1
$\begingroup$

Can a single engine turboprop (such as a Piper Meridian or TBM) allow idling long enough to drop off a passenger or package without shutting down the engine? If so, would the prop be feathered but still spinning? Would idling with the prop not spinning (if possible) hurt the engine?

$\endgroup$
1
  • 1
    $\begingroup$ The question one should be asking is whether they want to incur the risk of someone running into the prop on a package or passenger drop off. The issue is really a best practices issue. However, I seem to remember the factory commenting on extended idle times for the PT6-67A but I lack any documentation on that. $\endgroup$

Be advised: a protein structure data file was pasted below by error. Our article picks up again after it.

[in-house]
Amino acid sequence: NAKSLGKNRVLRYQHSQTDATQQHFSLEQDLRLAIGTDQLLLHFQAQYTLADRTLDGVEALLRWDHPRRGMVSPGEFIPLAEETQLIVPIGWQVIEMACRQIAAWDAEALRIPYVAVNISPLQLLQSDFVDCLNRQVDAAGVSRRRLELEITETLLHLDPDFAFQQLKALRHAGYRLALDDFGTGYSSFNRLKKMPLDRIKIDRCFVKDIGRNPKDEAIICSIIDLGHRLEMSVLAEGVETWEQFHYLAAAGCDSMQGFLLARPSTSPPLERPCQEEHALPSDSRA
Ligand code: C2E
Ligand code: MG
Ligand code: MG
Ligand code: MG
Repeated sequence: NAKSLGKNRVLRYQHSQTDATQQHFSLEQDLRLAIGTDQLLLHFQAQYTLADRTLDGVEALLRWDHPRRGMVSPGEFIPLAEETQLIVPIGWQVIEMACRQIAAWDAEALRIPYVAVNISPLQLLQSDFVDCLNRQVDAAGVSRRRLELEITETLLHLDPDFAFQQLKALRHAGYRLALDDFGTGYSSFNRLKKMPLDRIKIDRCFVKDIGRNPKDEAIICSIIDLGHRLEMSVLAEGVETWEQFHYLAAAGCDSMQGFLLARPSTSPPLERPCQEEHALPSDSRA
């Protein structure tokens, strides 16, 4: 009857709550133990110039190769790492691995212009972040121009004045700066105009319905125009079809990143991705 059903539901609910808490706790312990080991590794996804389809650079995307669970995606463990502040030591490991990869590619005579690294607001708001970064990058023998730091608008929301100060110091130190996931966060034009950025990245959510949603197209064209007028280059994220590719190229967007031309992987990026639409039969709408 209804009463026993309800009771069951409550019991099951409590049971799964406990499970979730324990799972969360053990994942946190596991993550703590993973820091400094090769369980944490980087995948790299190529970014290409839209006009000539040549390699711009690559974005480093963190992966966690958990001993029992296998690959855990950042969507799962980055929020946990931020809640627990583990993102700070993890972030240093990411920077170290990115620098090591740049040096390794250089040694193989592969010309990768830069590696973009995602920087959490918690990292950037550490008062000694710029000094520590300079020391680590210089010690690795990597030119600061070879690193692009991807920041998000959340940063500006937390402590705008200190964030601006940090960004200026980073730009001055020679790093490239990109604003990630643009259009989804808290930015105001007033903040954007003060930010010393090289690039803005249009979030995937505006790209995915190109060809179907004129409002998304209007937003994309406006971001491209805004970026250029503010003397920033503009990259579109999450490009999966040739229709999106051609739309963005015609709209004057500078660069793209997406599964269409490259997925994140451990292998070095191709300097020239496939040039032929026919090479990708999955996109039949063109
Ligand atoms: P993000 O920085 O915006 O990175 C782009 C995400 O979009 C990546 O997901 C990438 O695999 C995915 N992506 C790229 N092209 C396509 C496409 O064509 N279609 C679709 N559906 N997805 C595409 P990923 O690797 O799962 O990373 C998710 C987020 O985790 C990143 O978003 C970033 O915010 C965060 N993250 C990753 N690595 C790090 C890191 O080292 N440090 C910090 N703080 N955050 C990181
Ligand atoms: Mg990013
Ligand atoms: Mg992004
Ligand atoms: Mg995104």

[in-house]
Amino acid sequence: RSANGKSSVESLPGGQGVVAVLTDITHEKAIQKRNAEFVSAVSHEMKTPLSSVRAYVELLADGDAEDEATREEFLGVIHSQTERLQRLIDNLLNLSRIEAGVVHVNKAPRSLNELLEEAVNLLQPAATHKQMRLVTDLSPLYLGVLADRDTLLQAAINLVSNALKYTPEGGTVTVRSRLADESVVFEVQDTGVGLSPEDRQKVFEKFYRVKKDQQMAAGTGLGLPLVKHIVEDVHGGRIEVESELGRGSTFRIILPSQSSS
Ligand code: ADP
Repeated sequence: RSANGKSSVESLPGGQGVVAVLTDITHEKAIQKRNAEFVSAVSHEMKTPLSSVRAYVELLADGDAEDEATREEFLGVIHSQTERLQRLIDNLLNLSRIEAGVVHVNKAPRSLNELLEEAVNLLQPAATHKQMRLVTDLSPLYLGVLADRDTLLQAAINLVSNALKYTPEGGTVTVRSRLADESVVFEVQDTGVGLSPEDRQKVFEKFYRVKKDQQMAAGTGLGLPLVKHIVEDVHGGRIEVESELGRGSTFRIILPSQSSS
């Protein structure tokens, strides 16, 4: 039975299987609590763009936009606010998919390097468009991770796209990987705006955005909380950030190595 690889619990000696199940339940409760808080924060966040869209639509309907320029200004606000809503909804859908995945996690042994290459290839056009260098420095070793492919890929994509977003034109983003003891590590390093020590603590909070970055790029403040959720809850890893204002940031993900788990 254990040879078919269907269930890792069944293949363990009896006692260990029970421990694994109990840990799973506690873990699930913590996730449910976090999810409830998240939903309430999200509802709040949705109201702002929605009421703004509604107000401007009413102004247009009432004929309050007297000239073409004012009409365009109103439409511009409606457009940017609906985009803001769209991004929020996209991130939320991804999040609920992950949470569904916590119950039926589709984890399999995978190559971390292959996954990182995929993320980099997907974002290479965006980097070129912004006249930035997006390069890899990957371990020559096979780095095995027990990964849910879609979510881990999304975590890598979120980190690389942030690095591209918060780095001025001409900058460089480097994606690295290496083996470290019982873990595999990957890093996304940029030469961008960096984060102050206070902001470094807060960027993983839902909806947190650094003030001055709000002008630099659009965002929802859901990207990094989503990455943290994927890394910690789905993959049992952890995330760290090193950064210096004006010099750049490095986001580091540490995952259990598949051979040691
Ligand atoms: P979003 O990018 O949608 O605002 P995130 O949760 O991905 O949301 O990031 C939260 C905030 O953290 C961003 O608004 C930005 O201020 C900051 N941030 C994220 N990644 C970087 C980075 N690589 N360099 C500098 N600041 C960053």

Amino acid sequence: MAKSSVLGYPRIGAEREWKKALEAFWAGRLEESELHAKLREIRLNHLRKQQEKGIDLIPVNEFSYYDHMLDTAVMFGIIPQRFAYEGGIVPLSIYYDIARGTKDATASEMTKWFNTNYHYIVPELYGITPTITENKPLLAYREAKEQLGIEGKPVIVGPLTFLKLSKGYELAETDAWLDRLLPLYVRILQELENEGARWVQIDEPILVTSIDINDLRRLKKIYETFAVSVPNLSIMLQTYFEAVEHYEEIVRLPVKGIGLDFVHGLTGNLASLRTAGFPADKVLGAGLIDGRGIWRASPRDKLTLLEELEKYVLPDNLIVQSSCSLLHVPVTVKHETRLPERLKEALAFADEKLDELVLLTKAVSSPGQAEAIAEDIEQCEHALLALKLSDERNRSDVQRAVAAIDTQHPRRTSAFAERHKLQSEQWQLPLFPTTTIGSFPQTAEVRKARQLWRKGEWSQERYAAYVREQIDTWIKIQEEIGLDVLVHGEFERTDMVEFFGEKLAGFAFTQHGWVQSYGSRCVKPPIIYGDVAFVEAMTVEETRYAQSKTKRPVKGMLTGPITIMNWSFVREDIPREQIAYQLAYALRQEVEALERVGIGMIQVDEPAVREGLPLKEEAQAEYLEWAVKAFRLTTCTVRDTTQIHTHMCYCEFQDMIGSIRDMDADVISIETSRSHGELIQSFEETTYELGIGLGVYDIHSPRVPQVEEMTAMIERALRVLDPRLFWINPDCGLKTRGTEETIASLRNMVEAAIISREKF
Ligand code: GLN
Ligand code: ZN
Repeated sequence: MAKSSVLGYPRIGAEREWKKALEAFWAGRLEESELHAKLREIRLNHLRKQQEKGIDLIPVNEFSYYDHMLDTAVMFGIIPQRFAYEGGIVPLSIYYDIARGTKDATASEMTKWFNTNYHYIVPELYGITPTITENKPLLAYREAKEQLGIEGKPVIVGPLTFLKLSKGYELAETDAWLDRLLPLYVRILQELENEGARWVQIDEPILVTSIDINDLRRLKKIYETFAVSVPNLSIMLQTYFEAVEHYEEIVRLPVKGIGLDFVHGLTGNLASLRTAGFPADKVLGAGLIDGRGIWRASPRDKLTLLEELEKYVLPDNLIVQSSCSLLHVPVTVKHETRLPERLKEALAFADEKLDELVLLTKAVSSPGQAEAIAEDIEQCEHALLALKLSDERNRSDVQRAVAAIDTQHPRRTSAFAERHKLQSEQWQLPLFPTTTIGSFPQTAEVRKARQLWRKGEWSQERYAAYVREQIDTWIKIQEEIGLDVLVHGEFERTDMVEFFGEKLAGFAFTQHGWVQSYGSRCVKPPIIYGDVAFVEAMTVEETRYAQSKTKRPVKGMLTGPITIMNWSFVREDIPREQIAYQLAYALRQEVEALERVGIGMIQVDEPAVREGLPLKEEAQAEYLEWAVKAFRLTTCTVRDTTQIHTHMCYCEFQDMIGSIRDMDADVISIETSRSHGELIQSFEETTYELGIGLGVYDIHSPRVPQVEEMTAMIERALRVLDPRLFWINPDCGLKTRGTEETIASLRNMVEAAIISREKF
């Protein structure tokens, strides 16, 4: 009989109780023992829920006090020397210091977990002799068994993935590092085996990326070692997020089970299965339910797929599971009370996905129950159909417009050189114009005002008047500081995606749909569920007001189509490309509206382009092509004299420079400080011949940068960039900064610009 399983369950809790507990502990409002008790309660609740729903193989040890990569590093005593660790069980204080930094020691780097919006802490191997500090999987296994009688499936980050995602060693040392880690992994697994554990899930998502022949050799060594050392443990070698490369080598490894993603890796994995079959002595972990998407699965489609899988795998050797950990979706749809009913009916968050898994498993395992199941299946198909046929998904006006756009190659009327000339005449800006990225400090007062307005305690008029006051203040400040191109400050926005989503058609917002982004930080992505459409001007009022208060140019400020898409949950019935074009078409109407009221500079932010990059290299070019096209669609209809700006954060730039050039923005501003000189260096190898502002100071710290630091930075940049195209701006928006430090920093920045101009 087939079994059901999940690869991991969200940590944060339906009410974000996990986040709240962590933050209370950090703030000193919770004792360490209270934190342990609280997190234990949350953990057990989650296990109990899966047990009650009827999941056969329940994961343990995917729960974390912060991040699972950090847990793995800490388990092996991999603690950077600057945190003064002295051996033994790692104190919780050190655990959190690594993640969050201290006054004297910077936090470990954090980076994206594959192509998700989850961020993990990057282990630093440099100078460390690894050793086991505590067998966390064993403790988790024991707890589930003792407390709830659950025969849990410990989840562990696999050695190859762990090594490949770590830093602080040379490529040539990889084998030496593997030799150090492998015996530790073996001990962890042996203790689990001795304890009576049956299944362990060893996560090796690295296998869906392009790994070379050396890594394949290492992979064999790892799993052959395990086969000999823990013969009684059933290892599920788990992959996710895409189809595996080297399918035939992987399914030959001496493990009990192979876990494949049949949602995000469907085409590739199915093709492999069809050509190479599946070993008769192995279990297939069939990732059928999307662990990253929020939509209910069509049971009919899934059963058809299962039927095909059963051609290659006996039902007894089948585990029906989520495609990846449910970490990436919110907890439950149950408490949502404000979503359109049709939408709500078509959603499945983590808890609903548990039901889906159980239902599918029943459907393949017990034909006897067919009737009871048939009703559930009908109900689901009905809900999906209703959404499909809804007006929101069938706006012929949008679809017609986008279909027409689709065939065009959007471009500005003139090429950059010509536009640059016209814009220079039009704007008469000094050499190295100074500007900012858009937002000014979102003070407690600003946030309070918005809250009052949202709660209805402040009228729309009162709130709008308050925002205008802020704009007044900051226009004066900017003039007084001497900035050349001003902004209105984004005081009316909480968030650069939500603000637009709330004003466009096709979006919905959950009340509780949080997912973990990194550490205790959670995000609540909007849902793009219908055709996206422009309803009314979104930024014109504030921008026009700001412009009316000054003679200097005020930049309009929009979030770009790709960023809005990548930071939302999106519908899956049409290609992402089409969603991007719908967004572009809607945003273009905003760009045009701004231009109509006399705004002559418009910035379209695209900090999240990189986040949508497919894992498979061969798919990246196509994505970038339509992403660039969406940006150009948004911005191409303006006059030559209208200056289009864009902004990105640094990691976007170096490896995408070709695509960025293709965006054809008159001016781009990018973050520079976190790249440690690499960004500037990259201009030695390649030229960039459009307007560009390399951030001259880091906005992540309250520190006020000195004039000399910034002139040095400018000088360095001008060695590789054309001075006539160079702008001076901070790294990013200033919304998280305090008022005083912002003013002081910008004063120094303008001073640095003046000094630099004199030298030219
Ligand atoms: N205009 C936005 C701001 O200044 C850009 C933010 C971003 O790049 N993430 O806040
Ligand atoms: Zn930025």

– mongo
    Oct 17, 2017 at 16:29

1 Answer 1

3
$\begingroup$

It's not stressful at all for a turbine engine to run at idle, you could run it until the fuel runs out. The prop is not feathered (in line with the air stream, pitch 90°) but will be at ground fine, in line with the direction of blade turn, pitch angle 0°.

There is usually no way to disconnect a propeller from a single spool turbine engine: if the engine runs, the propeller turns.

$\endgroup$
1
  • 1
    $\begingroup$ With the prop turning relatively slowly, you can always feather it, with the blades in line with the air stream, but not at a pitch of 90º, but somewhat less... In that way, drag will be minimized... $\endgroup$
    – xxavier
    Oct 17, 2017 at 17:10

You must log in to answer this question.

Not the answer you're looking for? Browse other questions tagged .